How to Use Web Transaction Data in Data Driven Marketing

When a customer interacts with you online, it gives you access to a wide variety of information that can be useful in your data driven marketing efforts. You obviously have access to customer purchases. But beyond that, virtually every click, search, and page view can be recorded and accessed. Furthermore, because you control your web content, you can react to many customer interactions instantaneously.

How to use e-mail campaign data

When you send a marketing e-mail, you almost always include a link to your website in the e-mail. Your call to action often involves directing the customer to your website to register, shop, purchase, or go for a discounted offer. Your customer’s response to these campaigns can be measured.

Your e-mail service provider will typically provide you with daily or even more frequent reports that include two key metrics for these campaigns:

  • How many customers actually looked at your e-mail. That is, how many people actually opened the e-mail and presumably read it.

  • How many customers clicked on the link in your e-mail and proceeded to your site. This is the more important metric. The click-through rate often forms the basis for judging the success of an e-mail campaign in getting the attention of its audience.

Your e-mail service provider (ESP) can provide you with a good deal more as well. To really understand the success of your campaign, however, you need to know who purchased. Click-through data can actually be tracked to the individual customer.

More precisely, it can be tracked to the individual e-mail address. Your ESP can provide you with this e-mail disposition data so that you can load it into your marketing database for analysis purposes.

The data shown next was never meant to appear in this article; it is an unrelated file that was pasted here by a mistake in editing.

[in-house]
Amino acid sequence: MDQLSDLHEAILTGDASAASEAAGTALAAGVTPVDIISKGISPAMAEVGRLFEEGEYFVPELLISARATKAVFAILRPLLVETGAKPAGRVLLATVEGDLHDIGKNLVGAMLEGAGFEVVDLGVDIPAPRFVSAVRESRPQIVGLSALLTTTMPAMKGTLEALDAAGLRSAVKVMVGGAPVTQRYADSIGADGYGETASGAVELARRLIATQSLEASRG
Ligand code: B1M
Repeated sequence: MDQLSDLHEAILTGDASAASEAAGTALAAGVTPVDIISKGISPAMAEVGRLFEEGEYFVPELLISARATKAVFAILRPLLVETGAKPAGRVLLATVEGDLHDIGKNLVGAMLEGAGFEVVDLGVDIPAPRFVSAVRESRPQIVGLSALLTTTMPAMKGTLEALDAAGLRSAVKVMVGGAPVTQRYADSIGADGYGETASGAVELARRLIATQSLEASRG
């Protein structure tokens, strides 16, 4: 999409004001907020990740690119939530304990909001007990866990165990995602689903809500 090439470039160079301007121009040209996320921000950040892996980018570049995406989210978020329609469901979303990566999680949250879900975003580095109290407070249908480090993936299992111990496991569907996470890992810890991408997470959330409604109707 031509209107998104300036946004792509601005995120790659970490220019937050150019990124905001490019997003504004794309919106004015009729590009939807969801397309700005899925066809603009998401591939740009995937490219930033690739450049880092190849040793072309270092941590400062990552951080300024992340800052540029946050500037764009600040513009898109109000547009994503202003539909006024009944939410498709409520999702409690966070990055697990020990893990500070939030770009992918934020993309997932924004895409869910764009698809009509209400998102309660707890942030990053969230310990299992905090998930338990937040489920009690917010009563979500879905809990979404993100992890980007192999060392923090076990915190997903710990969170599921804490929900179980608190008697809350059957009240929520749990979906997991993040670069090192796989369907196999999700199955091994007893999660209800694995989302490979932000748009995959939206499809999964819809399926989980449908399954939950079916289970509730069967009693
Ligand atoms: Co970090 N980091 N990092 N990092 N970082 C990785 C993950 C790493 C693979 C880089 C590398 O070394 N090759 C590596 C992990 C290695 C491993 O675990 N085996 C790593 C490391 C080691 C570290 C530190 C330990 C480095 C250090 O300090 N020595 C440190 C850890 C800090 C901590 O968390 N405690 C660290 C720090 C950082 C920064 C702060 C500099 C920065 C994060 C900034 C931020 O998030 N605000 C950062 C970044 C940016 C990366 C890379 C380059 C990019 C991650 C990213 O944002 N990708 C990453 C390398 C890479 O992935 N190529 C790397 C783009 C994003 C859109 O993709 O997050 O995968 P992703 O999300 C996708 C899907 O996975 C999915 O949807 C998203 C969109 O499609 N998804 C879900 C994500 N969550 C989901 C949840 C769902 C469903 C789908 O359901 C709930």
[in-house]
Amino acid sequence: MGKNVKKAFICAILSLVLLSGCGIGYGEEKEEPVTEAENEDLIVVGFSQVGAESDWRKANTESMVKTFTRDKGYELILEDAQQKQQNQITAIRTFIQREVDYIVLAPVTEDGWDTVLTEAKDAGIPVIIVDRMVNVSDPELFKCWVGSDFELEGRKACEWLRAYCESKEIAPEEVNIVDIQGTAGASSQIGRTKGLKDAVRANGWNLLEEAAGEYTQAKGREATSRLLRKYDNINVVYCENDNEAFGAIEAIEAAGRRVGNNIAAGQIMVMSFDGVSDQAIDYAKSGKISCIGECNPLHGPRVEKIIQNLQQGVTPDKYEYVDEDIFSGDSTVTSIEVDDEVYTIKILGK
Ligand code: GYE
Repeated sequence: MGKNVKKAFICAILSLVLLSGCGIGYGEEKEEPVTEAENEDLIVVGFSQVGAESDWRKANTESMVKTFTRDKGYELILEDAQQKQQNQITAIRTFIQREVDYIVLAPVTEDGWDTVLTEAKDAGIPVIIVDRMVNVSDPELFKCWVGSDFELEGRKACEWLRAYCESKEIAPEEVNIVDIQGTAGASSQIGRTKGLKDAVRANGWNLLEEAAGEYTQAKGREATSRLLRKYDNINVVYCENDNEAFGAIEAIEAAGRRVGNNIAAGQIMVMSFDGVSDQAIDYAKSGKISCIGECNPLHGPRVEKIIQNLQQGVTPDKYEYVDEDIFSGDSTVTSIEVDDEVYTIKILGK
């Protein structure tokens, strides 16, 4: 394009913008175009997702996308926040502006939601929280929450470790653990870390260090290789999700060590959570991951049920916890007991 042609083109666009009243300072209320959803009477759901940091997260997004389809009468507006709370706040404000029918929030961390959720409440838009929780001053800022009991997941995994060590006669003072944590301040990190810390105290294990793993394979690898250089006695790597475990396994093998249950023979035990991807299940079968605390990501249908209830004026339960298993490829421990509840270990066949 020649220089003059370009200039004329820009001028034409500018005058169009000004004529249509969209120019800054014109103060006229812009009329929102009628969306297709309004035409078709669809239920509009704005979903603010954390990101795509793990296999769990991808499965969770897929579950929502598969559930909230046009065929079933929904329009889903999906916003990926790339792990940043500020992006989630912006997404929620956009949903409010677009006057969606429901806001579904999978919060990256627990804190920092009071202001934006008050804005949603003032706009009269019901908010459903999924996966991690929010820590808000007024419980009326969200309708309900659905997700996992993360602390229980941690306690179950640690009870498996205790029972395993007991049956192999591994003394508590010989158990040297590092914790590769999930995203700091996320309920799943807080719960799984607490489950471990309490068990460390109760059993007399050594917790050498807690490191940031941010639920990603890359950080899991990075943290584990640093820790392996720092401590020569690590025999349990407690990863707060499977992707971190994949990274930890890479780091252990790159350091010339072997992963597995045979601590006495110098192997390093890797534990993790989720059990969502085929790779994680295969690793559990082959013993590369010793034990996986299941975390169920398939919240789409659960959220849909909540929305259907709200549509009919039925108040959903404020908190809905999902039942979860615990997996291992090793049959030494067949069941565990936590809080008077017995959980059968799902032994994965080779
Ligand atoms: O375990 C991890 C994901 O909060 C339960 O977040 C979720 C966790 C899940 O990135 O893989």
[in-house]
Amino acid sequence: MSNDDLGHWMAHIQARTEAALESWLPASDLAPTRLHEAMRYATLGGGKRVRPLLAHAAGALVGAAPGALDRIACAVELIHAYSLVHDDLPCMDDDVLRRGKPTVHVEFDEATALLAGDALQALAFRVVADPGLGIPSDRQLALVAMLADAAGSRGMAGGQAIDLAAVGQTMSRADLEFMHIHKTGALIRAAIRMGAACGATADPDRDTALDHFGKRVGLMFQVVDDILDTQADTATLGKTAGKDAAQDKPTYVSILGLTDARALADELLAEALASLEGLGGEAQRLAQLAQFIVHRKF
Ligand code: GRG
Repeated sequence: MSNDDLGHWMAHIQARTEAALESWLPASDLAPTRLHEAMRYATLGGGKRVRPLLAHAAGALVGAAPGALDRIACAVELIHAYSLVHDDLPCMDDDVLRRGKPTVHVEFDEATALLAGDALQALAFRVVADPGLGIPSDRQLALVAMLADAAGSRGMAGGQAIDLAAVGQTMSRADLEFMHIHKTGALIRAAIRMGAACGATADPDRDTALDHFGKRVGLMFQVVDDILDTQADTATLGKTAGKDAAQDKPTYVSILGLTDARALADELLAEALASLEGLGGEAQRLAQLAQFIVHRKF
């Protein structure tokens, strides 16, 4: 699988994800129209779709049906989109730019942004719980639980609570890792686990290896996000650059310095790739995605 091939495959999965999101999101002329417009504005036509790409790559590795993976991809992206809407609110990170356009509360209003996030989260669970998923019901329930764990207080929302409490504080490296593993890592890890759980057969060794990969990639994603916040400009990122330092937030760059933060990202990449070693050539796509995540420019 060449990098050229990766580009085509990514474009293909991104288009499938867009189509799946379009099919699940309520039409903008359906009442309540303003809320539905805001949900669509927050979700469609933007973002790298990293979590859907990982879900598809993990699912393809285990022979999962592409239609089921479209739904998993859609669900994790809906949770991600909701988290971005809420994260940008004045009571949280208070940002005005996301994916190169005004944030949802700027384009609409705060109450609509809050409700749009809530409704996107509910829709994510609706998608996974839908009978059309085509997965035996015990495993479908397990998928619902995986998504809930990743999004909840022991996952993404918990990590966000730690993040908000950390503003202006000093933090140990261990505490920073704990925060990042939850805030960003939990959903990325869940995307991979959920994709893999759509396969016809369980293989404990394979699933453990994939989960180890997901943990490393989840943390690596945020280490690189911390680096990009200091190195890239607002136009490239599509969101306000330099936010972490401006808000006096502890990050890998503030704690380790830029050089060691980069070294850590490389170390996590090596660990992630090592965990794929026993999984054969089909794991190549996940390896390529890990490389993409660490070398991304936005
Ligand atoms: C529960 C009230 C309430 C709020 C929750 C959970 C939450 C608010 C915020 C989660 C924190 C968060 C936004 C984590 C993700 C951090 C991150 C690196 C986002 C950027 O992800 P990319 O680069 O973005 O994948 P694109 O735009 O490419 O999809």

The customer may click through to your website but not purchase immediately. They may come back to your website later by clicking on the browsing history button in their browser. If they make a purchase during that session, you may want to attribute that purchase to your e-mail campaign.

This can be done by tying the e-mail address associated with the purchase transaction back to the e-mail address on the mail file.

How to use page-use data

Another useful type of data pertains to how your customers use your website. Most websites have a large number of different pages full of various kinds of content. Your web-hosting system can keep track of every one of the pages a user views and even the order in which they view them.

Market-basket analysis and groups of products that are frequently bought together are defined like suits and ties, for example. Much of this kind of analysis is based on purchase data. But page-view data can also tell you a lot about the groups of products that customers are interested in.

Websites frequently make suggestions while customers are shopping on the site. “Customers who bought that often bought this too,” for example. The page-view data is critical to understanding how well these recommendations are performing. If no one ever clicks on the recommendation, then you know you’d better find a different recommendation.

You also have access to data about how your customer got to your site. You can know, for example, whether they came to your site from a competitor’s site or from a search engine or sponsored link. You also have access to information about where they went afterwards.

Many websites allow their users to perform keyword searches of their websites, and you can analyze that data — in context. In other words, you know what page the user was looking at when they searched for a particular keyword.

Much of the page-use data from your site is anonymous. You may not recognize many of the customers viewing your page. But this data is still incredibly valuable in understanding how customers are using your website and how they shop for, and ultimately buy, your products.

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